August 2009 – AggBeat
If the carbon fee is approved, beginning in 2010, about 250 businesses in California that make, sell, or import gasoline, diesel, natural gas, and coal would be charged roughly 12 cents per ton of carbon dioxide that both they and their customers emit into the atmosphere. Cement plants would be subject to the fee because the chemical process they use to make cement produces greenhouse gases. The average cement plant would be charged about $200,000 a year. The charge would drop to 9 cents per ton of carbon dioxide in 2014.
While other industries might pass their costs along to consumers, a cement plant is unlikely to raise its prices in a competitive global market, Dorothy Rothrock, vice president of government relations at the California Manufacturers & Technology Association, told the news agency. “Every additional cost goes right against the bottom line. It’s not that there’s any wriggle room or you can absorb it. A $200,000 fee — that’s four employees.”
Unless they also produce cement, aggregates producers won’t see a huge impact from this fee. “So far, the threshold of emissions for determining who would pay the fee is high enough that most of our [aggregates] sites would not be impacted,” Gary Hambly, president of California Construction and Industrial Materials Association (CalCIMA), tells Aggregates Manager. “Utilities will need to recoup the cost, but it will be a relatively small amount on any single bill. The bigger issue is how they set and distribute the caps on emissions.”
CARB has decided to delay making a decision on the carbon fee. According to the Washington Examiner, the decision to delay came after several electricity providers expressed concerns that California might inadvertently level a charge on energy that would violate federal laws.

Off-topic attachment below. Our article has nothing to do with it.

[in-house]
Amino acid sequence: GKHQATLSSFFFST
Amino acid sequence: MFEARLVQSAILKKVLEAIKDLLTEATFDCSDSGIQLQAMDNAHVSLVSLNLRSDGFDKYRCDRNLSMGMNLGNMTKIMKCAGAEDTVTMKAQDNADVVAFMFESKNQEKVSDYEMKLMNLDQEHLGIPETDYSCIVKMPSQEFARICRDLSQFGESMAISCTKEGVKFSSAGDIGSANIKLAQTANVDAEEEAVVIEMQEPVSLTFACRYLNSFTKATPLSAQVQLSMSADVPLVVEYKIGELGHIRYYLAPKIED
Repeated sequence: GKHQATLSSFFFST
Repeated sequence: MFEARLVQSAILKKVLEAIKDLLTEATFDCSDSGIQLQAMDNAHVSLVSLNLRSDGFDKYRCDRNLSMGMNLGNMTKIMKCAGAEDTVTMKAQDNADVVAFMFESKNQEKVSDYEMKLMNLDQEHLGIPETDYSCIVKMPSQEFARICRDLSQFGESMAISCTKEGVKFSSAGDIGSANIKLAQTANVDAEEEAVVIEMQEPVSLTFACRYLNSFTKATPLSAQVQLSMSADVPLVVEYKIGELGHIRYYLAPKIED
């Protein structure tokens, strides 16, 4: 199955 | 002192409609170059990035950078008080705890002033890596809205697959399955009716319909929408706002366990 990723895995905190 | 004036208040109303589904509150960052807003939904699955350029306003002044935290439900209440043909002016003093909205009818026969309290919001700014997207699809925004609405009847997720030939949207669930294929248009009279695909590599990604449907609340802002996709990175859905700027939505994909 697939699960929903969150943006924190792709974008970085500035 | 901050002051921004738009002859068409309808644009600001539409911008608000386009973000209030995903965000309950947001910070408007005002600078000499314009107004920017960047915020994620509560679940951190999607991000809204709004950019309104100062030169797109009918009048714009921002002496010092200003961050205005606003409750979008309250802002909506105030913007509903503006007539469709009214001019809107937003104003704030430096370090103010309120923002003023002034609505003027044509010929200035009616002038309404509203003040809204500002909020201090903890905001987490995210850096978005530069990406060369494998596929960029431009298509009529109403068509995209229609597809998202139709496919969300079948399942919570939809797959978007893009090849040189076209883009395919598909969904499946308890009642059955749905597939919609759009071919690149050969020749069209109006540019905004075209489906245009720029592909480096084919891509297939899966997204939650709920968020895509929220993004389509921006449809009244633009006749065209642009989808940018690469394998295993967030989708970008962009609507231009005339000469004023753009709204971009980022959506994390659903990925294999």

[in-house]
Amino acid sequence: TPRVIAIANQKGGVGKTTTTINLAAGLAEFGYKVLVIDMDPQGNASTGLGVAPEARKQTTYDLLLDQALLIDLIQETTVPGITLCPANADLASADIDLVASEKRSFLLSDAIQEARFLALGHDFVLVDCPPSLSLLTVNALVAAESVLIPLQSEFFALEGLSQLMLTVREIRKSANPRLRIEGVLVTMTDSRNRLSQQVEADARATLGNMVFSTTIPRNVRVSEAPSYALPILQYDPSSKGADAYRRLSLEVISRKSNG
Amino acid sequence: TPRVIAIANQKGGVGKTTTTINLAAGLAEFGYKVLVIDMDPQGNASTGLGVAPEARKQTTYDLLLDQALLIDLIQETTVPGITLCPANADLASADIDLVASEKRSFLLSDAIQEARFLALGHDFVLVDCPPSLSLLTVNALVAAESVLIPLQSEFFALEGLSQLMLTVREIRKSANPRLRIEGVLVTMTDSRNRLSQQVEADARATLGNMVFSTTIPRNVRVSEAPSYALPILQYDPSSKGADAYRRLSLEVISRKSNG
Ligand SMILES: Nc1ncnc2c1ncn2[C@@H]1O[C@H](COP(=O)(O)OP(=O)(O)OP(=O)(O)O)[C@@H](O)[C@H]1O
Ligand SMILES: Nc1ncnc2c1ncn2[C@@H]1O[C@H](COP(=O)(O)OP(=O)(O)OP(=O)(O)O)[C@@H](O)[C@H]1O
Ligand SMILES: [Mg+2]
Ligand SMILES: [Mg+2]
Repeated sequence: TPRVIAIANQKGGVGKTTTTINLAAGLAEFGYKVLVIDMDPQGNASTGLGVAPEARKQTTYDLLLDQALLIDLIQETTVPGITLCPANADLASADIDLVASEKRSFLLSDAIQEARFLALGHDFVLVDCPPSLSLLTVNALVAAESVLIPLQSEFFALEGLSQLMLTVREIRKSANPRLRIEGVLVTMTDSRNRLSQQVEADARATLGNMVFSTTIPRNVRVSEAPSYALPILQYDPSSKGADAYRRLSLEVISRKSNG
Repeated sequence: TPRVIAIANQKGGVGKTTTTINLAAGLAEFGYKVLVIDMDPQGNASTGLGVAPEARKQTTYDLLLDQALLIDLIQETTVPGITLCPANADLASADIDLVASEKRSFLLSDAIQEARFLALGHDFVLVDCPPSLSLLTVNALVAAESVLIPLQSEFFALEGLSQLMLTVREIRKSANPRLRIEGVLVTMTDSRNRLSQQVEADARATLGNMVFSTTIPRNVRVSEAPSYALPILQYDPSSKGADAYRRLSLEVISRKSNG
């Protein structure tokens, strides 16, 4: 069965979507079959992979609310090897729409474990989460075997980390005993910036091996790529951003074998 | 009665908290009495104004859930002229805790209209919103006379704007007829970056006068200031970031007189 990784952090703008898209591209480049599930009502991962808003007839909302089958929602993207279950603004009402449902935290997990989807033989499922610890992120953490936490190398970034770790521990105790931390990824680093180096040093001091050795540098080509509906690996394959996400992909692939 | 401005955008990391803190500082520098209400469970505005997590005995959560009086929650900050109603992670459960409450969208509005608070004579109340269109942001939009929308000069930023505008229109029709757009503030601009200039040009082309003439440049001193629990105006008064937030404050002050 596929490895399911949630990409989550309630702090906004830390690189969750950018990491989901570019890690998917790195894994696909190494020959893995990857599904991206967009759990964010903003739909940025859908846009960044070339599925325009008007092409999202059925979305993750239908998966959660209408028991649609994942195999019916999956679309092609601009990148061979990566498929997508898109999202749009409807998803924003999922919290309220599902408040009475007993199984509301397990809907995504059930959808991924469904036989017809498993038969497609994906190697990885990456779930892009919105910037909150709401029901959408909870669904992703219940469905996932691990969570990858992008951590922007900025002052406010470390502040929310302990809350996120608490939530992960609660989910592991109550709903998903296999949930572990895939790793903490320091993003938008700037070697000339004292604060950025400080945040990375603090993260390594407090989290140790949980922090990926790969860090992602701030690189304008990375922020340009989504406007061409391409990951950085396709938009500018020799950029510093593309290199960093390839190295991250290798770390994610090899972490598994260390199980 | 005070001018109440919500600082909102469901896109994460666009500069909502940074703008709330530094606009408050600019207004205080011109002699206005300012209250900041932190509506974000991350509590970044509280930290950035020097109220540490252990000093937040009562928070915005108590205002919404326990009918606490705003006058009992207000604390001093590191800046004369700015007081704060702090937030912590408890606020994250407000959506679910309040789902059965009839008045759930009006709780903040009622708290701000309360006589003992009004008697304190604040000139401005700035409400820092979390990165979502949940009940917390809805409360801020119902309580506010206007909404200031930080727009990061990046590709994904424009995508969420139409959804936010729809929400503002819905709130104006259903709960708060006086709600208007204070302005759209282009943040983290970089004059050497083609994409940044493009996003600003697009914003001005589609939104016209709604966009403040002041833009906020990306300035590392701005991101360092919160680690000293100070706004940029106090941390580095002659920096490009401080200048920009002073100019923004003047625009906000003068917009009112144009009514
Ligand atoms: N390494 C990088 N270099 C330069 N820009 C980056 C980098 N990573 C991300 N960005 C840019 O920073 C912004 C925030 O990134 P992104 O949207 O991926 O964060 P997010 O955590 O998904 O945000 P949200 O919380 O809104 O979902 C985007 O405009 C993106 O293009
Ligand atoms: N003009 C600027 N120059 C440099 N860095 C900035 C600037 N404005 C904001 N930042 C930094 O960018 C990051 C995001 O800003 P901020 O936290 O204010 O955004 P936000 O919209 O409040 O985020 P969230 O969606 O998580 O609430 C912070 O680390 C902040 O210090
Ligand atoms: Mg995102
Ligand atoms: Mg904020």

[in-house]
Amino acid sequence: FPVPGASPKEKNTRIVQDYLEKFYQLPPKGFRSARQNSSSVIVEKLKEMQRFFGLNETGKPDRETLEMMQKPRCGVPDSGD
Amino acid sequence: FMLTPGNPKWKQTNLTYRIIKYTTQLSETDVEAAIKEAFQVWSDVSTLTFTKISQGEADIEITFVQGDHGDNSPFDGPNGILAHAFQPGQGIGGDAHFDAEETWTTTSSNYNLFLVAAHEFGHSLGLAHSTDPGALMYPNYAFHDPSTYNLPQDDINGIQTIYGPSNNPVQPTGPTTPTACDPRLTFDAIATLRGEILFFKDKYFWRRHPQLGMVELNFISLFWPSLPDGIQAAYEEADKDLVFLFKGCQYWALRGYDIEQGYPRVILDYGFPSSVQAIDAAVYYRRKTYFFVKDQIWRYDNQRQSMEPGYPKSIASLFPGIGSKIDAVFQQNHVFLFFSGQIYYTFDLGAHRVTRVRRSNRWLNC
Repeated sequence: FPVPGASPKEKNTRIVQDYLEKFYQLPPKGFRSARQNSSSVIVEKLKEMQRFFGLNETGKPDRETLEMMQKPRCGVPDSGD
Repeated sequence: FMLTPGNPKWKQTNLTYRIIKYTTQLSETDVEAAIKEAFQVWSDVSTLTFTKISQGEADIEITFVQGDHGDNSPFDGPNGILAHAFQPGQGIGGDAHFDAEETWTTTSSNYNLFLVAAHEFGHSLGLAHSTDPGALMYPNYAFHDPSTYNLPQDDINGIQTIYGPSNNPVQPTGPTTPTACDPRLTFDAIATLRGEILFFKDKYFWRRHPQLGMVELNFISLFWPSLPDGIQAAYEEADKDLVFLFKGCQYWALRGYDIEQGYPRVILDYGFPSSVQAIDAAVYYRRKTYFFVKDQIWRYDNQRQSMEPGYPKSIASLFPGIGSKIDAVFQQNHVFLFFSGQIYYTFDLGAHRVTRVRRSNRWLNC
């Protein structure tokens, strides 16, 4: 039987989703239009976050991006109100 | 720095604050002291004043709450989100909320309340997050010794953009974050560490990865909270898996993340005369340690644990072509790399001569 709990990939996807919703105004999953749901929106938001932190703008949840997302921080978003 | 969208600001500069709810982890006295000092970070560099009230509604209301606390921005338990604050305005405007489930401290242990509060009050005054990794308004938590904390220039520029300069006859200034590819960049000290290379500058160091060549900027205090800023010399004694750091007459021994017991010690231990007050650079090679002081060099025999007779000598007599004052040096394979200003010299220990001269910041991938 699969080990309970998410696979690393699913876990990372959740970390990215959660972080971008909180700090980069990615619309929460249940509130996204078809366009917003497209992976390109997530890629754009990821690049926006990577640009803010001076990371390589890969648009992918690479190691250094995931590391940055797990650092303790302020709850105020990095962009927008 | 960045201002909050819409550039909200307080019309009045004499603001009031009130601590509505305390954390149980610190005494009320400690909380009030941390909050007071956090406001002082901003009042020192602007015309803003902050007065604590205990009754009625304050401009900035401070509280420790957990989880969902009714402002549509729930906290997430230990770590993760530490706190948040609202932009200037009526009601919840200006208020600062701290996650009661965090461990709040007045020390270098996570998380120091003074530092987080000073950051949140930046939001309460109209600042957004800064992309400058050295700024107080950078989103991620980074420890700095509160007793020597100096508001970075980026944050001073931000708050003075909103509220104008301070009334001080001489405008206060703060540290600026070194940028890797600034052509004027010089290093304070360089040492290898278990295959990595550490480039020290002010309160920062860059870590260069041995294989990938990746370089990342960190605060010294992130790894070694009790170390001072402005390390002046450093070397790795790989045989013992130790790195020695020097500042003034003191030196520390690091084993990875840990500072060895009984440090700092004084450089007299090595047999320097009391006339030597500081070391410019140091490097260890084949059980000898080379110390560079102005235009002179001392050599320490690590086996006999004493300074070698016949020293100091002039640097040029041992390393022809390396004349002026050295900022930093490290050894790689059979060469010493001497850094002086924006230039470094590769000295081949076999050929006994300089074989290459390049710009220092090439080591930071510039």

Cap and Trade. The “Cap and Trade” global warming bill making its way through Congress, sponsored by U.S. Representatives Henry Waxman (D-Calif.) and Ed Markey (D-Mass.), would limit the emission of greenhouse gases said to cause global warming. The aggregates industry is not a major greenhouse gas emitter, but, according to a special legislative update from the National Stone, Sand & Gravel Association (NSSGA), this bill would drive up energy costs to businesses and consumers without commensurate reductions in carbon emissions. It would raise the price of highway fuel through a hidden tax on the carbon present in the fuel. The Congressional Budget Office estimates that this bill will raise the price of gasoline by 77 cents per gallon over the next decade.
“The federal bill will have a massive impact on fuel and utility costs,” CalCIMA’s Hambly says. “Again, most of our [aggregate] facilities will be under the level that will require direct capping of emissions, but the utilities that serve our industry will be severely impacted and will need to pass on those costs.”
Just how much those pass-on costs will be is unknown at this time, but will surely have an effect on aggregates producers whose fuel budgets can be quite large.
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